It is the best of times and the worst of times for Vermont Senator Bernie Sanders.
Sanders has run an impressive campaign since announcing last April that he would forgo his independent status and run for the 2016 Democratic presidential nomination. The idea, when people first suggested that he run, was that he would pressure former New York senator and Secretary of State Hillary Clinton to move to the left -- despite there being little evidence that what is said on the campaign trail actually comes to pass after winning the election.
No matter. Game on.
At this point -- in remembrance of the sad campaign of former GOP nominee Marco Rubio -- we need to dispense with the notion that Sanders now has anything better than a slim chance of winning enough delegates to pull off an upset despite winning six of the last seven primaries.
The numbers just aren’t there.
What little chance Sanders still has depends upon his campaign persuading superdelegates to jump on his bandwagon. But that bandwagon hit a couple of potholes over the last 36 hours because Bernie and his campaign manager both said some very dumb things -- and Sanders did a face-plant in an interview with the New York Daily News -- all of which should give superdelegates, many of whom also happen to be Democratic officeholders, pause.
Tuesday night, Sanders campaign manager Jeff Weaver warned the Clinton campaign to not, "destroy the Democratic Party to satisfy the secretary's ambitions to become president of the United States."
This, of course, is laughable aimed as it is at a candidate who has garnered more than 2.4 million more votes than her rival, but also coming from a campaign that has given zero, nada, nothing, bupkis, zilch to down-ticket Democratic candidates for their own campaigns while Clinton has kicked in close to $30 million. In fact Sanders -- who pulled in a cool $44 million in March - admitted that he chose to run as a Democrat for the money.
“To run as an independent, you need — you could be a billionaire," Sanders explained "If you're a billionaire, you can do that. I'm not a billionaire. So the structure of American politics today is such that I thought the right ethic was to run within the Democratic Party.”
It wouldn't be surprising if those superdelegate Democratic officeholders who are getting stiffed by Bernie already look at him as some random guy who bummed a ride in their car for the drive from Vermont to Orlando to see Phish -- but adamantly refuses to come up with "ass, gas or grass."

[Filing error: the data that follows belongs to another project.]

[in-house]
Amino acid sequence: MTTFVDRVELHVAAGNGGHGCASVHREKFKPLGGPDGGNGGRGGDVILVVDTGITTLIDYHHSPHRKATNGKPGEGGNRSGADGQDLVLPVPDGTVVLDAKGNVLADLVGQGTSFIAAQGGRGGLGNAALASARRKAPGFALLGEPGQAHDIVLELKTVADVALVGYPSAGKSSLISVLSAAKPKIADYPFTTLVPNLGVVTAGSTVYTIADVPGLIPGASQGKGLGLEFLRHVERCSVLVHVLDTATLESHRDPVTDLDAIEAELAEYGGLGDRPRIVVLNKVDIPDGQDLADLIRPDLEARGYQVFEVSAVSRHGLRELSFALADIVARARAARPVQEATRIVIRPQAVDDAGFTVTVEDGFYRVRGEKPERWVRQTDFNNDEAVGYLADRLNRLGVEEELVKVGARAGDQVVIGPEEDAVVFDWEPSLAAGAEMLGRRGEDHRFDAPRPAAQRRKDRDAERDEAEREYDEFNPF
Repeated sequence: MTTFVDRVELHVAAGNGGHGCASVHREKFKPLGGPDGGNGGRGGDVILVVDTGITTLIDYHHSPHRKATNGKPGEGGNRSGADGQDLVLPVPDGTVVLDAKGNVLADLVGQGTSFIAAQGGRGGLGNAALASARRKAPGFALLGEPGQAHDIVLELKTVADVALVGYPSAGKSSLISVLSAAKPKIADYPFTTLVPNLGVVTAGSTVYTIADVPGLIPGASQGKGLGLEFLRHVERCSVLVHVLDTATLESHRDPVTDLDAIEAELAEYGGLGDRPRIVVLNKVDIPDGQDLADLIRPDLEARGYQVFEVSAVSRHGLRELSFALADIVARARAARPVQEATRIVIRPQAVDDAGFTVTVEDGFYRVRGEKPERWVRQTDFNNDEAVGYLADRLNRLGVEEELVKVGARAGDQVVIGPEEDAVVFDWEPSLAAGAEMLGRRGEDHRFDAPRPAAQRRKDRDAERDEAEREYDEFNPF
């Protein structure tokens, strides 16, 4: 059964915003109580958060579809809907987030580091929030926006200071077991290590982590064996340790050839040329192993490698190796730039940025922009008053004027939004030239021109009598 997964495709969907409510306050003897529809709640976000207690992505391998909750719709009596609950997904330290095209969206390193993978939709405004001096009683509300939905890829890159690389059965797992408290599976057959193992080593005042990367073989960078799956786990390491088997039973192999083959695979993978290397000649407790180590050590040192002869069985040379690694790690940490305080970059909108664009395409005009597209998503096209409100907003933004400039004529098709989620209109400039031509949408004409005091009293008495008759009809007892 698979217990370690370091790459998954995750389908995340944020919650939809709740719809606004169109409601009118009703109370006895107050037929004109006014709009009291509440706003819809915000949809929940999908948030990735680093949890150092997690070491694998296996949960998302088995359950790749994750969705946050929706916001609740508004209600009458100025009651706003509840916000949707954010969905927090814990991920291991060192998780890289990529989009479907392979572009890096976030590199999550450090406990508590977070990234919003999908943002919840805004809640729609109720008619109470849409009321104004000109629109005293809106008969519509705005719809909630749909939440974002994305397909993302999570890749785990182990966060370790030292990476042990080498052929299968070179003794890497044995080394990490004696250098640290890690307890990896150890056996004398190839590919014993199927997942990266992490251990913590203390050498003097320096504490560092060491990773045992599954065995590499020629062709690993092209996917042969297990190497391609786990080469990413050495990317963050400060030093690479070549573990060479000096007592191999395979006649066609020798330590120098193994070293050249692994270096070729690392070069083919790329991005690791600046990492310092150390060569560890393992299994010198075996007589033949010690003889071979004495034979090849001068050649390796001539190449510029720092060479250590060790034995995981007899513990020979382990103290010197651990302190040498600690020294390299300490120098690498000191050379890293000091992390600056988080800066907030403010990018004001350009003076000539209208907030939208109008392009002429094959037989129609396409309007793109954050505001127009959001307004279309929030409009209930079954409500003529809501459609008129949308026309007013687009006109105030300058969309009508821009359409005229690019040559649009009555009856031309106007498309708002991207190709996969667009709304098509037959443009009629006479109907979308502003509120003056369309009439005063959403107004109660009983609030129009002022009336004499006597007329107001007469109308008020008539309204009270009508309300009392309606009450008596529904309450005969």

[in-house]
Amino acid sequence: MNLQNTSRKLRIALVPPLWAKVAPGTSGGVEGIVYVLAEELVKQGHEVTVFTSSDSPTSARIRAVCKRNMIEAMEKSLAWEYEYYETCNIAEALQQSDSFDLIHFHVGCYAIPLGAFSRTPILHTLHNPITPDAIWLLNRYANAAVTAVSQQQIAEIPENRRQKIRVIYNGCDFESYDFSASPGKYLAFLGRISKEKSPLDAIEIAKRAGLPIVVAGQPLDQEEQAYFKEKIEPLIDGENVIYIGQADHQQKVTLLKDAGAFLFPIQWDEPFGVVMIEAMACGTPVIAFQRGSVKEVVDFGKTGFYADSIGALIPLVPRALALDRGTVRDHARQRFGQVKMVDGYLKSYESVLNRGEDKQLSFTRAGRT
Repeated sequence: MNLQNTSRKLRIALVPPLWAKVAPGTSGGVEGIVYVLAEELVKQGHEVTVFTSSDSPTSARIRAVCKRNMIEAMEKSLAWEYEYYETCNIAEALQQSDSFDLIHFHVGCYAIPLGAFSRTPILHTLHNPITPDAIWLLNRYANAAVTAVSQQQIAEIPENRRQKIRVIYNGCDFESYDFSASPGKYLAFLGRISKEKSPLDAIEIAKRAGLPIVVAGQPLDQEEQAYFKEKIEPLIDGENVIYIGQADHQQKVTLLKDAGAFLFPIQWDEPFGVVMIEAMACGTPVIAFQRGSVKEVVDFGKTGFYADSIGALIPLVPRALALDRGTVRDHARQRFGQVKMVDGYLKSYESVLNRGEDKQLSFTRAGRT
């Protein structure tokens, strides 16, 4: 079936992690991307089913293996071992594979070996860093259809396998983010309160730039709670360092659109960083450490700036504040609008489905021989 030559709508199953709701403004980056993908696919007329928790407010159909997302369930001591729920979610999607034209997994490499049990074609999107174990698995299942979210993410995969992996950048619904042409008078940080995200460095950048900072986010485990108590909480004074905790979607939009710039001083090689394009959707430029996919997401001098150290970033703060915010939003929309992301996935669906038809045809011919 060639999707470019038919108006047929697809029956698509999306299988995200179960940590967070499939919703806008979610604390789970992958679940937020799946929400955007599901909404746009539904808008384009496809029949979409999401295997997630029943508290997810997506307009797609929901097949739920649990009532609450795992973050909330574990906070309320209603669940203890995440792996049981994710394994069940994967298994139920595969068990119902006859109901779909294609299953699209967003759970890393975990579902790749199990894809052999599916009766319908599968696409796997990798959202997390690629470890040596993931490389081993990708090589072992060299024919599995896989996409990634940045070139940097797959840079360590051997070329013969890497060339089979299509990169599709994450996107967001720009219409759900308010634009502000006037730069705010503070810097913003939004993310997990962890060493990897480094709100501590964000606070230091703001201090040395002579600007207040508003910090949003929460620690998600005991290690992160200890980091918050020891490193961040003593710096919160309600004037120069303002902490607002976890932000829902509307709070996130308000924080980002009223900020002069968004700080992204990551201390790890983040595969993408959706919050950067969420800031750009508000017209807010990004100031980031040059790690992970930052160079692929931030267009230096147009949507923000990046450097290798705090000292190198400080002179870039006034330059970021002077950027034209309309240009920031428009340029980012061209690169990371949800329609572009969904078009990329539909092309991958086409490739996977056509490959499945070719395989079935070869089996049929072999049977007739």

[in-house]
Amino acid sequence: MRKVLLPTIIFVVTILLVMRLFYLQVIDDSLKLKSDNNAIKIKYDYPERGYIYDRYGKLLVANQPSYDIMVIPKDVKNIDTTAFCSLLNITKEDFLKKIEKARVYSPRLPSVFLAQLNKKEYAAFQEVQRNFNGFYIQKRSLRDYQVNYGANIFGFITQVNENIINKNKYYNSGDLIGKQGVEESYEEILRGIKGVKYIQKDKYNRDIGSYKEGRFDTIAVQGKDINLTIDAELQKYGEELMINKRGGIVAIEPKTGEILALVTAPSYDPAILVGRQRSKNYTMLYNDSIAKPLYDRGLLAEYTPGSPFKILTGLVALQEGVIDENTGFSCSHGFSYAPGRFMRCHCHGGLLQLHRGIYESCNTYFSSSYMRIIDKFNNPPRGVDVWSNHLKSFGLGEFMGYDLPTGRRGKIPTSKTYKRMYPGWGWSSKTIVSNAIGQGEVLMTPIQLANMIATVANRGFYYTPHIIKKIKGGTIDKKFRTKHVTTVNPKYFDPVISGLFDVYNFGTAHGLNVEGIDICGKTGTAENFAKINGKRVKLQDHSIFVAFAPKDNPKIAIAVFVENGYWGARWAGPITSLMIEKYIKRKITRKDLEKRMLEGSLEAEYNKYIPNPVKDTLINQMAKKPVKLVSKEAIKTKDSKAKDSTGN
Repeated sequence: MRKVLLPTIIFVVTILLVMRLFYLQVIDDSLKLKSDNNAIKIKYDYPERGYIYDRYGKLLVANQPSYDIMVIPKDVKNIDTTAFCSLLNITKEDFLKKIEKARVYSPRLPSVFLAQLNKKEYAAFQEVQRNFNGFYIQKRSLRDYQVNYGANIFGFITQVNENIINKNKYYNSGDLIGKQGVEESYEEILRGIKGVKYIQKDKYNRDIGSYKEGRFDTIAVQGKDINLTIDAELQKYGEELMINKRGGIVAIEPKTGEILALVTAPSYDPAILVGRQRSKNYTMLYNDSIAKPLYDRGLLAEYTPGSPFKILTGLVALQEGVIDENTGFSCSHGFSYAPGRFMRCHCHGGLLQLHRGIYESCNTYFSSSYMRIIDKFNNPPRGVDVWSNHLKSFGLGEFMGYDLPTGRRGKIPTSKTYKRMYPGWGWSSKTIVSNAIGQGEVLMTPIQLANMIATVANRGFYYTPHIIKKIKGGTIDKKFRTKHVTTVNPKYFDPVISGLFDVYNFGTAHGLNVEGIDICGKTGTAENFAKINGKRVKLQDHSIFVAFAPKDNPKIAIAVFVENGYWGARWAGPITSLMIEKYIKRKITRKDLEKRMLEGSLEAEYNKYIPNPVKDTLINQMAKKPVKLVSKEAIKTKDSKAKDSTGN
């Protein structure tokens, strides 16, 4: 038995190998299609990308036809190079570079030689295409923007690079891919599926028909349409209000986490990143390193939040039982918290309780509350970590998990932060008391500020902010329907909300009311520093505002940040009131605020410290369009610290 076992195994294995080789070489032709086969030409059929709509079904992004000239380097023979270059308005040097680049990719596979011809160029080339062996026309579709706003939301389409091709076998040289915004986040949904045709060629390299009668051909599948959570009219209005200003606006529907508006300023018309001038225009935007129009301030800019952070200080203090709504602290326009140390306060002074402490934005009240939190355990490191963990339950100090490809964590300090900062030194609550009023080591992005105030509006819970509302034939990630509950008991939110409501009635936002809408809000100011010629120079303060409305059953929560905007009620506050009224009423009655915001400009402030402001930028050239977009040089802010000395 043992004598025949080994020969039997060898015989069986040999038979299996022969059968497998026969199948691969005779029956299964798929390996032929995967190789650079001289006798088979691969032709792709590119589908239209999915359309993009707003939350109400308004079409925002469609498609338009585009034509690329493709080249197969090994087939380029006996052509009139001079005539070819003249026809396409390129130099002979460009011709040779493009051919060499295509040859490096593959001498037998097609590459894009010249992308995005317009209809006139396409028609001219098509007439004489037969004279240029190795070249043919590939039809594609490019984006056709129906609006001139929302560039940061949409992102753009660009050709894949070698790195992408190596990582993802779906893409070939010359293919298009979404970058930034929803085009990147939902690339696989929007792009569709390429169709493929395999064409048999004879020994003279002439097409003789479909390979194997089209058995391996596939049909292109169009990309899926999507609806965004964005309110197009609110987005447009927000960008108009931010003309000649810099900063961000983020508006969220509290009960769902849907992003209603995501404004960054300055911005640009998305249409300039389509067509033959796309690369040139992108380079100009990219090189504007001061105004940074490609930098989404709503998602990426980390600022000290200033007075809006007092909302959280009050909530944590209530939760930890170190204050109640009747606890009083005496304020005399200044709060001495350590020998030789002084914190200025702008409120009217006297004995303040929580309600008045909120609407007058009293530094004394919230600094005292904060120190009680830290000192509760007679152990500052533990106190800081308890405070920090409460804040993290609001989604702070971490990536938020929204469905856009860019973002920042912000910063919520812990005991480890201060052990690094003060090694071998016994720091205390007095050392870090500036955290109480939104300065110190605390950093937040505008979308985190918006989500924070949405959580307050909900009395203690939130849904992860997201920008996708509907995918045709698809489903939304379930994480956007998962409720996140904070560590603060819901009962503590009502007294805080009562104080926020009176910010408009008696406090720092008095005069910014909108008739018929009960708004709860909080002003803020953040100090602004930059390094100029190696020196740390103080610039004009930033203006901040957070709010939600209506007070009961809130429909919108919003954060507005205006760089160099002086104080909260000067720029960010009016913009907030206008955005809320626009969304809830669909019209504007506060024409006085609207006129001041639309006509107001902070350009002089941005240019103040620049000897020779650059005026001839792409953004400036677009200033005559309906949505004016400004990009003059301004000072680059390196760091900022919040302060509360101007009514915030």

Ask your parents about that one, kids.
Strike two came Wednesday night when Sanders went off half-cocked because of a misleading headline in the Washington Post reading: "Clinton questions whether Sanders is qualified to be president."
If only someone in the Sanders campaign had actually taken a second to read the transcript -- where Clinton not only said no such thing, but went out of her way to avoid saying it -- before revving Bernie up before a speech in Philadelphia (video below).
Then he probably would not have said the following:
"Now the other day, I think, Secretary Clinton appeared to be getting a little bit nervous, and she has been saying lately that she thinks that I am, quote-unquote not qualified to be president," Sanders told the crowd at Temple University. "Well let me just say in response to Secretary Clinton, I don't believe that she is qualified if she is -- through her Super PAC -- taking tens of millions of dollars in special interest funds. I don't think that you are qualified if you get 15 million dollars from Wall Street through your Super PAC. I don't think you are qualified if you have voted for the disastrous war in Iraq. I don't think you are qualified if you've supported virtually every disastrous trade agreement, which has cost us millions of decent paying jobs."
These may be reasons to not vote for Clinton, but they are hardly evidence of a lack of qualifications. In fact, with the exception of the Iraq vote in the case of Obama, what he accused Clinton of could also be applied to Obama, Joe Biden and John Kerry.
So, basically, the only person "qualified" to be the Democratic nominee for president -- is the guy who's not a Democrat.
Of course, what brought this whole fit of Bernie pique on was the interview he did with the NYDN that was a dumpster fire of unpreparedness by a candidate who already has difficulty moving off stump speech bullet points.
You can read some choice bits here, and I don't mean to be unkind, but it had echoes of Sarah Palin's disastrous "All of them, Katie" interview.
I like Bernie Sanders -- some of his followers not so much, although I could also say the same for some of Hillary's minions *coughLannnyDaviscough* -- but what started out as a refreshing challenge has turned into just another political campaign by just another politician who seems to be under undue influence by campaign consultants who want to keep those fat paychecks rolling in for a few weeks more.
And that's a shame, because the Sanders people-powered campaign might actually be a model for future campaigns for lesser political offices. That is how you create a "revolution" -- not with Twitter hashtags and definitely not with only showing up to vote during presidential elections.
Maybe people will remember this guy instead:
"If you look at politics as a baseball game or a football game, then I’m supposed to be telling the people that my opponents are the worst people in the world and I’m great. That’s crap; I don’t believe that for a second."
He added, "I don’t need to spend my life attacking Hillary Clinton or anybody else. I want to talk about my ideas on the issues.”
Yeah. Those were the days.
Whatever happened to that guy?
Watch the video below via NBC: